Wikileaks Under Attack
|Wikileaks has been under DDoS attack for the last three days|
After covering The Pirate Bay Distributed Denial of Service (DDoS) attack and Anonymous’ denial of responsibility for it, I’ve been checking the torrent site’s Facebook Page every so often. The Pirate Bay said it thought it might know who was behind the attack, so I was curious if they would post it today. They haven’t yet, but they did just post this:
Wikileaks.org is also under attack.This sure is the year of the storm…As predicted here: https://thepiratebay.se/blog/204
I checked, and indeed Wikileaks is down for me. The site’s Twitter account sent this message out five hours ago: “WikiLeaks has been under sustained DDOS attacks over the last 72 hours. http://www.wikileaks.org is good, http://wikileaks.org is flooded.”
At the time of writing, Down for everyone or just me confirms it: “It’s not just you! http://wikileaks.org looks down from here.” As you can see in the screenshot above, Is it down right now agrees as well: “Wikileaks.org is DOWN for everyone. It is not just you. The server is not responding…”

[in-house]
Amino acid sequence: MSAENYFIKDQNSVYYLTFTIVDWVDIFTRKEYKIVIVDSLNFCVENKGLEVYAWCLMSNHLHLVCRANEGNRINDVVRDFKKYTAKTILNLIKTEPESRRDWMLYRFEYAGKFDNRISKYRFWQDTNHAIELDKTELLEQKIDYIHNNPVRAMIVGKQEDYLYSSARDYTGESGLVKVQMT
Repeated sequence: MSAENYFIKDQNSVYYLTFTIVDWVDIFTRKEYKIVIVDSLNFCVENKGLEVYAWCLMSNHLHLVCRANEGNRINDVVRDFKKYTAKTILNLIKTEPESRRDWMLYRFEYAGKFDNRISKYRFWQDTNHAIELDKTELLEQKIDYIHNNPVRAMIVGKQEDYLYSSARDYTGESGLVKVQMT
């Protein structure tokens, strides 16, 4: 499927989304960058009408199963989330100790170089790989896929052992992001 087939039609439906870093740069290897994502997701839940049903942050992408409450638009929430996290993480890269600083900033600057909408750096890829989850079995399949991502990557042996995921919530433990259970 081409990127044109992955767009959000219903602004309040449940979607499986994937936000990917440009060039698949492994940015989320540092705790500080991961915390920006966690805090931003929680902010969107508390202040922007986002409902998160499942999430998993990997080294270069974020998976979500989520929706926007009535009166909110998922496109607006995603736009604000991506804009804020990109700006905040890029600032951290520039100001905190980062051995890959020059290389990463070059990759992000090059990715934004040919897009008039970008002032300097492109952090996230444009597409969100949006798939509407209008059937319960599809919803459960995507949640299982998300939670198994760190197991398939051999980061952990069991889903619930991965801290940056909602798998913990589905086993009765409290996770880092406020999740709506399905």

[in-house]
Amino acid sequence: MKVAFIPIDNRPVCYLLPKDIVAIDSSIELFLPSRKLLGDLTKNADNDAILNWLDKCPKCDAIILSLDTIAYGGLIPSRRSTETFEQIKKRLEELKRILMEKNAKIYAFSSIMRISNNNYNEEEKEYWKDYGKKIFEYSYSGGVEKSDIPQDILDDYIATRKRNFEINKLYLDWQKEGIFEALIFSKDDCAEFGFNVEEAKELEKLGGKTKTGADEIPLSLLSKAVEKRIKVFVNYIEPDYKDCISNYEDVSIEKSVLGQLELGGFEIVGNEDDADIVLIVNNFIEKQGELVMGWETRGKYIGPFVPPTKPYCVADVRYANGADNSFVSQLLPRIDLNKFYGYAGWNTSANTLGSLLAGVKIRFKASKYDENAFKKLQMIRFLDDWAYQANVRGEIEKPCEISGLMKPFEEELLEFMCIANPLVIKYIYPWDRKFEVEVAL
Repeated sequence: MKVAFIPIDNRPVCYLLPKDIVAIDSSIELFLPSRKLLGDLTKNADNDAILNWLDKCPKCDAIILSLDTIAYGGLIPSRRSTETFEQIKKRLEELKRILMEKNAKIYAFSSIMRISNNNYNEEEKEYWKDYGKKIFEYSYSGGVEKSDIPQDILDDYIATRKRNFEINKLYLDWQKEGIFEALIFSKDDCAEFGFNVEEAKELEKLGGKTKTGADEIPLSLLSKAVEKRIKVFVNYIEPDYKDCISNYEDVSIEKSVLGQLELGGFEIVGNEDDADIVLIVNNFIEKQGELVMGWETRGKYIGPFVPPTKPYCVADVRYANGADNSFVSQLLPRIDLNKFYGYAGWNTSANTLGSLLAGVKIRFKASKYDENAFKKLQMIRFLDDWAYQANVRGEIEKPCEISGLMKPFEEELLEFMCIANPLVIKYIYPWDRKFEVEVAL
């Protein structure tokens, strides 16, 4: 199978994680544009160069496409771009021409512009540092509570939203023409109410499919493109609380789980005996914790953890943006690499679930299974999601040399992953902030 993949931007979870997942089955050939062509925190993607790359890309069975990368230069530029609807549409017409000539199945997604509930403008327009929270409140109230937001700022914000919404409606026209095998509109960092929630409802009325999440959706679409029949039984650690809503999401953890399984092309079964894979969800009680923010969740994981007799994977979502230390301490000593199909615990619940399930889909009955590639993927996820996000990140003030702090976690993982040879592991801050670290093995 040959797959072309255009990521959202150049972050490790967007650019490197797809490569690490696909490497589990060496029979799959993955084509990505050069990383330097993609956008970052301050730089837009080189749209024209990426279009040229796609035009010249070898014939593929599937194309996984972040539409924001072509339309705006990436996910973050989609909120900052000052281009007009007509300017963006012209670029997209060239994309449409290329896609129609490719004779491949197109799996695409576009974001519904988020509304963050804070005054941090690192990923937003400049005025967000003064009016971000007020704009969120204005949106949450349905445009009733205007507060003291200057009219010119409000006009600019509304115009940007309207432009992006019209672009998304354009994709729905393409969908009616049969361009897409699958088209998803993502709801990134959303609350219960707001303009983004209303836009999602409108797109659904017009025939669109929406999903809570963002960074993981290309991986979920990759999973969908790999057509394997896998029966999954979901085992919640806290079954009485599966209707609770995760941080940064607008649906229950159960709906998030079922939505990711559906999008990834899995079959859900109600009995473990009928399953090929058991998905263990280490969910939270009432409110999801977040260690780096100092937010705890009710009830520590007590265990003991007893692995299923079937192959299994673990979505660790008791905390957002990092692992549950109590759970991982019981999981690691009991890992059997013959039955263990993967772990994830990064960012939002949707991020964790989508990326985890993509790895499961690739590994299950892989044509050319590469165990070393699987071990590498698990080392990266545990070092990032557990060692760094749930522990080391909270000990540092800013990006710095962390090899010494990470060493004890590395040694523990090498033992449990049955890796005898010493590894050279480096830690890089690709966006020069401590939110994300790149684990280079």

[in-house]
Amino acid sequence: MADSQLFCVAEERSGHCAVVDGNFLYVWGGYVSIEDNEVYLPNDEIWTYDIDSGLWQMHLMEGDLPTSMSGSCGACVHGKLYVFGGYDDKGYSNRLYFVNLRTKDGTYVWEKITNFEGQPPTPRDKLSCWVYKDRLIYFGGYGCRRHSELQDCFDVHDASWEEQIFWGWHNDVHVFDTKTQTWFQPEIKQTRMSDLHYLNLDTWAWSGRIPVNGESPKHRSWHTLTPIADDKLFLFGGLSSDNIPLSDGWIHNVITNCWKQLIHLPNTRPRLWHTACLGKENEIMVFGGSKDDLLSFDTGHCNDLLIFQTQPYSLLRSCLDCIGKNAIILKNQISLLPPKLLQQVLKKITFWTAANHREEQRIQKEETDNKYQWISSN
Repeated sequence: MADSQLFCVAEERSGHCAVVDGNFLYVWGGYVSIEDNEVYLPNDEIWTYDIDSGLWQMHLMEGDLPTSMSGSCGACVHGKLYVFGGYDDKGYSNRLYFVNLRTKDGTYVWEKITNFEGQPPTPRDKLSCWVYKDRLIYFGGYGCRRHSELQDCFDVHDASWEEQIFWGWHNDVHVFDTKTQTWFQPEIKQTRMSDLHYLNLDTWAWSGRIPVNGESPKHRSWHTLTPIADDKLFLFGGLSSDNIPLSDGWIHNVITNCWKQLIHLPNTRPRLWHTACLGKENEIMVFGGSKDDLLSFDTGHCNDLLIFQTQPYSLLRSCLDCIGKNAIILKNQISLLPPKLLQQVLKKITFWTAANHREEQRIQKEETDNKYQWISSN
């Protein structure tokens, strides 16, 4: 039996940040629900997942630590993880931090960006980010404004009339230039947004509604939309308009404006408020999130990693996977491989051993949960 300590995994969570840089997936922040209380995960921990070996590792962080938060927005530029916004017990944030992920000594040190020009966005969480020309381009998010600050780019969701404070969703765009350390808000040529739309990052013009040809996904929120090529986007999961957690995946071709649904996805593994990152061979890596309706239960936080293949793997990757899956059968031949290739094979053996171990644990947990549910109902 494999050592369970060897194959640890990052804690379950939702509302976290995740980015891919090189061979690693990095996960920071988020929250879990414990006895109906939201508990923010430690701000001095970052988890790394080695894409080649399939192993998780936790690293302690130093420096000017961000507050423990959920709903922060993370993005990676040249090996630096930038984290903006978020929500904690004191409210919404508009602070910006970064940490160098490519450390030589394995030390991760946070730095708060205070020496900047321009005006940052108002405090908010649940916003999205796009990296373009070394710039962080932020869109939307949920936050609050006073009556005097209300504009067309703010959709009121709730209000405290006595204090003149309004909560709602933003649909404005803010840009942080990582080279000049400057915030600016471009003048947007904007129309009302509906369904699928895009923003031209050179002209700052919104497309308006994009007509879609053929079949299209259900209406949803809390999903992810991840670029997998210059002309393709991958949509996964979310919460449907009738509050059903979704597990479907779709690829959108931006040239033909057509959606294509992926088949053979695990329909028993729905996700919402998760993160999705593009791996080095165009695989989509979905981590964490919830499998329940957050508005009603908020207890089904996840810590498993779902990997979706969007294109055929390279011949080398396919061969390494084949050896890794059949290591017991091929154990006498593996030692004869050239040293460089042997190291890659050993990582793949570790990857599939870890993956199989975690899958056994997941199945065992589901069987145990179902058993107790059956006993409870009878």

While looking around for more information about the Wikileaks attack, I happened to stumble on this message from LulzPirate, which has 32,900 followers: “TANGO DOWN: http://Visa.com - Enjoy! #UG #WikiLeaks.” I saw it just a few minutes after it was posted.
I tried going to visa.com and indeed it failed. I couldn’t believe my eyes as I read the “Service Unavailable” message.
I checked Down for everyone or just me and was given this message: “It’s not just you! http://visa.com looks down from here.” A few refreshes later, I got: “It’s just you. http://visa.com is up.”
Phew, okay so two out of three. The Visa attack was clearly just a temporarily blip, and not another massive DDoS attack like Wikileaks and The Pirate Pay seem to be experiencing. What a day.
It seems to me that the fact both The Pirate Bay and Wikileaks are down due to a DDoS attack is no coincidence. We’re not talking about a few minutes here or even a few hours, we’re talking about days of outage.
It takes a considerable number of computers and connections, not to mention effort and skill, to conduct one such attack, let alone two. The two could be unrelated, but right now I’m finding that very hard to believe. Either way, the question remains: who could be behind these attacks? Source:ZdnetRegards,
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